Changing wheels on chairs
What do I do if my child needs a wheelchair? It used to be simple, just come to the wheelchair workshop to get fitted for a wheelchair adaptation. Yes, the child needs to come in to be measured and diagnosed by our therapist. We want to make sure the wheelchair is adapted and effectively serves the child. That is the process used to distribute responsibly over 2000 wheelchairs since the year 2000.
But now, we are desperately searching with others for wheelchairs. Several organizations are connected in this work to find ways that we can import wheelchairs for those in need. The problem is that we are not permitted to receive containers now. . You see, there are no wheelchairs manufactured here in Nicaragua, and we need to adapt used-wheelchairs. All wheelchairs are imported from other countries. But the problem is even larger. The wheelchairs that we need are specialized wheelchairs. We need wheelchairs for paralyzed children, wheelchairs that recline, wheelchairs with neck, shoulder, and head support, wheelchairs with extra leg and feet support.
Three years into this crisis, we have not given up. We still get the occasional wheelchair returned, which we then adapt for another person but we have not received new wheelchairs (new even if they are used) When people received a wheelchair in the past, they signed a promise to return them when they no longer need them. We still have wheelchair parts that keep our staff busy maintaining wheelchairs. People come in for regular checkups on their wheelchairs, but if they have out-grown their wheelchair, we do not have a replacement. Our hope has taken a hard turn with COVID for getting a container across the borders with specialized wheelchairs. So we continue searching for a solution in a double crisis.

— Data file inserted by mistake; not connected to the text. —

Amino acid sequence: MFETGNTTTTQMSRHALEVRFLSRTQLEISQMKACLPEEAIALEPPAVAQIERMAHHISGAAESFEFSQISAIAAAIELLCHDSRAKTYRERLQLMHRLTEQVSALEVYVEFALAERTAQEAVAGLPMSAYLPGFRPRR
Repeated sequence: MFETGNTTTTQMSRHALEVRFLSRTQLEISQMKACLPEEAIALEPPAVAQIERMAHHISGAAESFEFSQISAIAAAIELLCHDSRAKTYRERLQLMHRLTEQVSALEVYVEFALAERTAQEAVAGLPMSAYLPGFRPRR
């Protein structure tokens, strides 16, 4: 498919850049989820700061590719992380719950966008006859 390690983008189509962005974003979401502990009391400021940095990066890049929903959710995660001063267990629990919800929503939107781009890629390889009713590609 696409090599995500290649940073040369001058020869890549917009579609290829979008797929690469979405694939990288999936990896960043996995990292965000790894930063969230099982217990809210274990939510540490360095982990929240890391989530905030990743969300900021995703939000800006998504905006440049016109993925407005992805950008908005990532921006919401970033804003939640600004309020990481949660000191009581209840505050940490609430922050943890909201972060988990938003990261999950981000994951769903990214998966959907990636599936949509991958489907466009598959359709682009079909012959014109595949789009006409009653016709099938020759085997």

We are making bath chairs, we are working on other mobility and therapy aids, and we keep in contact with the people who need wheelchairs. We have turned our skills to accessibility; by installing handrails or working with engineers to make the bathrooms more accessible with ramps that are with the correct inclination. We are working on our disability-accessible park. We have contacts all over the world, but if the borders are closed; and containers are not permitted, it does not make any difference. The need for mobility remains for children in Nicaragua, and we are meeting it as best we can. We have a team of young men who never tire, continuing to work on getting mobility to others, even if it is not with a specialized wheelchair, for the moment. The only wheelchairs that are entering the country are standard wheelchairs for adults, and their distribution is controlled.
As long as people lack mobility, we will keep trying to find a way for them to become mobile. The wheelchair workshop in Matagalpa, Nicaragua, is working during this pandemic to find creative solutions. Your support in 2020 has been a tremendous gift to those in need of mobility aids, together we are going to make those mobility dreams come true.